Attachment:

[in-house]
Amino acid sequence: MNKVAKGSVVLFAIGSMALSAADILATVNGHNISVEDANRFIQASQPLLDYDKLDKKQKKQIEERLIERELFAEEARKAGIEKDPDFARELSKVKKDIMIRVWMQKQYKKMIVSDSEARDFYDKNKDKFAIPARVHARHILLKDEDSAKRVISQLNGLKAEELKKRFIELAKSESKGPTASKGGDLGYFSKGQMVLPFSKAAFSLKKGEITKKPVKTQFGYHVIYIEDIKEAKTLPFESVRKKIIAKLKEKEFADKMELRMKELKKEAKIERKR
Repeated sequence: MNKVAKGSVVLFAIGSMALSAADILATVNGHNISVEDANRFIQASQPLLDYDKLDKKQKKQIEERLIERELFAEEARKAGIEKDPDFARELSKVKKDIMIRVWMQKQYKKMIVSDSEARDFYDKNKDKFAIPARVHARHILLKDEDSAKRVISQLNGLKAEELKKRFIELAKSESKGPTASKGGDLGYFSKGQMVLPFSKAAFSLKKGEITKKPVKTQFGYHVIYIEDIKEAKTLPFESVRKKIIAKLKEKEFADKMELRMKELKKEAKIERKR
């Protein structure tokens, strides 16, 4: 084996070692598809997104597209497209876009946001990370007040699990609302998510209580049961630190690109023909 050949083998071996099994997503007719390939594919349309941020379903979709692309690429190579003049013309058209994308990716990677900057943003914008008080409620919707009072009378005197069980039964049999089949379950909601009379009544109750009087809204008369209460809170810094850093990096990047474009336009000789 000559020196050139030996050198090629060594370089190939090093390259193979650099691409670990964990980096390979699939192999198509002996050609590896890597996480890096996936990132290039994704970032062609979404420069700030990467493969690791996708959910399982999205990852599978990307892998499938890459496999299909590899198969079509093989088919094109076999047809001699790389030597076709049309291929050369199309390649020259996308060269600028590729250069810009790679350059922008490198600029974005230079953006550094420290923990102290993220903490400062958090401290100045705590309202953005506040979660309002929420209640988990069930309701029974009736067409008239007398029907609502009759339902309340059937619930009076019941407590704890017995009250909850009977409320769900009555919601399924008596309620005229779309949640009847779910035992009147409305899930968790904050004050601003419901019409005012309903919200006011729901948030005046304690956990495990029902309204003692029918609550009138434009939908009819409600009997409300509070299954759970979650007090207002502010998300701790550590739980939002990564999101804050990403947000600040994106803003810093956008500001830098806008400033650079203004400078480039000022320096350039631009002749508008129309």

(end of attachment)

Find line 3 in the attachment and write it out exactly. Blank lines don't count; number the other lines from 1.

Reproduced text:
Repeated sequence: MNKVAKGSVVLFAIGSMALSAADILATVNGHNISVEDANRFIQASQPLLDYDKLDKKQKKQIEERLIERELFAEEARKAGIEKDPDFARELSKVKKDIMIRVWMQKQYKKMIVSDSEARDFYDKNKDKFAIPARVHARHILLKDEDSAKRVISQLNGLKAEELKKRFIELAKSESKGPTASKGGDLGYFSKGQMVLPFSKAAFSLKKGEITKKPVKTQFGYHVIYIEDIKEAKTLPFESVRKKIIAKLKEKEFADKMELRMKELKKEAKIERKR